While the black/white keys are being driven by means of the associated solenoid-operated key actuators, the feedback sensors directly or indirectly monitor the black/white keys so as to report current key positions to the controller. The controller compares the current key positions with the target key positions on the reference trajectories to see whether or not the black/white keys exactly travel along the reference trajectories. When the answer is given affirmative, the controller continuously keeps the duty ratio of the driving signals. However, if the controller finds a black/white key to be ahead of or late for the target position, the controller decreases or increases the duty ratio of the driving signal in order to make the black/white key captures the target position. Thus, the controller, each solenoid-operated key actuator and associated feedback sensor form in a feedback control loop for the associated black/white key.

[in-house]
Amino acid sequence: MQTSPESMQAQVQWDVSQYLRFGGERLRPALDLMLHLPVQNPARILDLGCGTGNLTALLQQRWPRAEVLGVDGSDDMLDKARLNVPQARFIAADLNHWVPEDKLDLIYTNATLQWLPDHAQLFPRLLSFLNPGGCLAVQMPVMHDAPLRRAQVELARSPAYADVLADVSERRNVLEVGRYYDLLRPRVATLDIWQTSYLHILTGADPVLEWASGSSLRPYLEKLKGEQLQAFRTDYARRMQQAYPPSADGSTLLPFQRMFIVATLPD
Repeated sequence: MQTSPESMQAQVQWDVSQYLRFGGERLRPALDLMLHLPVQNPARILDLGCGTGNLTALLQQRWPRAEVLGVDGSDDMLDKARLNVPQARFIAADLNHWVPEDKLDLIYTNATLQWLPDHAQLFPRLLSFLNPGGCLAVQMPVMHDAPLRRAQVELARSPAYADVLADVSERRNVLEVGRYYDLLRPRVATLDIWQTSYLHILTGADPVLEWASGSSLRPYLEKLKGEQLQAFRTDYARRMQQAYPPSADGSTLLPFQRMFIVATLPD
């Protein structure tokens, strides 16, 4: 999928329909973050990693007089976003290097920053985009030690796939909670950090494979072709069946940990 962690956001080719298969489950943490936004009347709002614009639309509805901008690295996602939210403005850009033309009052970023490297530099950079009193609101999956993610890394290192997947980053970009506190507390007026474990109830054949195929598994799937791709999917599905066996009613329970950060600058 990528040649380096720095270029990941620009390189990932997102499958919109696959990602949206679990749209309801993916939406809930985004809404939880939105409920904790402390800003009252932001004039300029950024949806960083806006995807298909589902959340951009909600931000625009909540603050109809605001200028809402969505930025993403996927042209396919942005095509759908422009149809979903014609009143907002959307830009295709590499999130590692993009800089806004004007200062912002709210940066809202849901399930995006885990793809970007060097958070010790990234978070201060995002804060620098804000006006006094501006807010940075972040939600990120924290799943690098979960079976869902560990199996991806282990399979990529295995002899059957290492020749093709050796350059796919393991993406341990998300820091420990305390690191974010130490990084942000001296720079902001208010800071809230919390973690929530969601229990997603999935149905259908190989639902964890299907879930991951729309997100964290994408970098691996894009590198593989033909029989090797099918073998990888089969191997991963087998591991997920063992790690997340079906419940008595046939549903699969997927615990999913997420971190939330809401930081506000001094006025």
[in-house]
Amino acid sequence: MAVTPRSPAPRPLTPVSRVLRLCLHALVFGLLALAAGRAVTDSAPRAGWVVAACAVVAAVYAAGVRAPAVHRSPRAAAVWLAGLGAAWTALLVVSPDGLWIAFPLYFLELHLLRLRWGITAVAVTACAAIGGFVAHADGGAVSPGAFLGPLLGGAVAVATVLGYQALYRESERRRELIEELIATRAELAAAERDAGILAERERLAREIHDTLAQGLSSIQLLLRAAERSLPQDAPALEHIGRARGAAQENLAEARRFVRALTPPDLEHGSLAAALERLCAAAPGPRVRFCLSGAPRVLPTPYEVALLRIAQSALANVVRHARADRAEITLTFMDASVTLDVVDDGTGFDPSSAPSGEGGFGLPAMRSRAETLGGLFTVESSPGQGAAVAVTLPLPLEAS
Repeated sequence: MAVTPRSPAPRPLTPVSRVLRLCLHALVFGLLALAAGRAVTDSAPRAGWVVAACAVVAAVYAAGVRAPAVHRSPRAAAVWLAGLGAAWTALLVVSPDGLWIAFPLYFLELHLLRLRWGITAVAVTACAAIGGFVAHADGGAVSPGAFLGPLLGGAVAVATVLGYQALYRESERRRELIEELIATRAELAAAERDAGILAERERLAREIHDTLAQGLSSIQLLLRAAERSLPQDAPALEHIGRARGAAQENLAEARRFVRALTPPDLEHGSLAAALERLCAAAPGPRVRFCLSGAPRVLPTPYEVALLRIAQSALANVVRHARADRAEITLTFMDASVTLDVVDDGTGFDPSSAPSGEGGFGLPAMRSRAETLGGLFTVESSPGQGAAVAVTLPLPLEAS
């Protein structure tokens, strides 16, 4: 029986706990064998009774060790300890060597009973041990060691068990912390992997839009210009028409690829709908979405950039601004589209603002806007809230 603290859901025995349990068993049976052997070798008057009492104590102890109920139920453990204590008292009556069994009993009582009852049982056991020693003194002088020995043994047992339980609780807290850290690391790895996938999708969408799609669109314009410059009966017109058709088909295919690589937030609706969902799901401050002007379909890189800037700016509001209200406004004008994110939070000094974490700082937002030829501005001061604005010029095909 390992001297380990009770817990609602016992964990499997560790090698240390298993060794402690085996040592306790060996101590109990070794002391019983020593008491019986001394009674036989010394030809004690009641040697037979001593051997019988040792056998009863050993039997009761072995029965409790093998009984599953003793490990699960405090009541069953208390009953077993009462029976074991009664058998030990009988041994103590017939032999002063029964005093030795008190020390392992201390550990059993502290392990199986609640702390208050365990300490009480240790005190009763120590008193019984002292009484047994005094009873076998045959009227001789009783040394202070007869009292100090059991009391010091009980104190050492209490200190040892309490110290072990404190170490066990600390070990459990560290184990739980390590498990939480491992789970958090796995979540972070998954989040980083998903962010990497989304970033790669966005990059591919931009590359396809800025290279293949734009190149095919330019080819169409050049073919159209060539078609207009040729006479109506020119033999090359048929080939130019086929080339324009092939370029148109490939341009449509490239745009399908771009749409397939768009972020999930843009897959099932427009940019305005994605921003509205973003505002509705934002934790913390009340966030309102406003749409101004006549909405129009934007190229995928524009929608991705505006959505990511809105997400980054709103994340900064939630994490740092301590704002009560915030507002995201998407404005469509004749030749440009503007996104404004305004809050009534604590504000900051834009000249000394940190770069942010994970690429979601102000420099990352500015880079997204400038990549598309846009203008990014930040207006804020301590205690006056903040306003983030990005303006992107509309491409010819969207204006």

The prior art automatic player piano is, by way of example, disclosed in Japanese Patent Application laid-open No. Hei 7-175471, which is corresponding to Japanese Patent Application No. Hei 5-344242, and the Japanese Patent Application offered the convention priority right to the U.S. patent application already assigned U.S. Pat. No. 5,652,399. Another prior art automatic player piano is disclosed in Japanese Patent Application laid-open No. 2000-276134, which is corresponding to Japanese Patent Application No. Hei 11-284135, and the Japanese Patent Application offered the convention priority right to the U.S. patent application already assigned U.S. Pat. No. 6,271,447B1.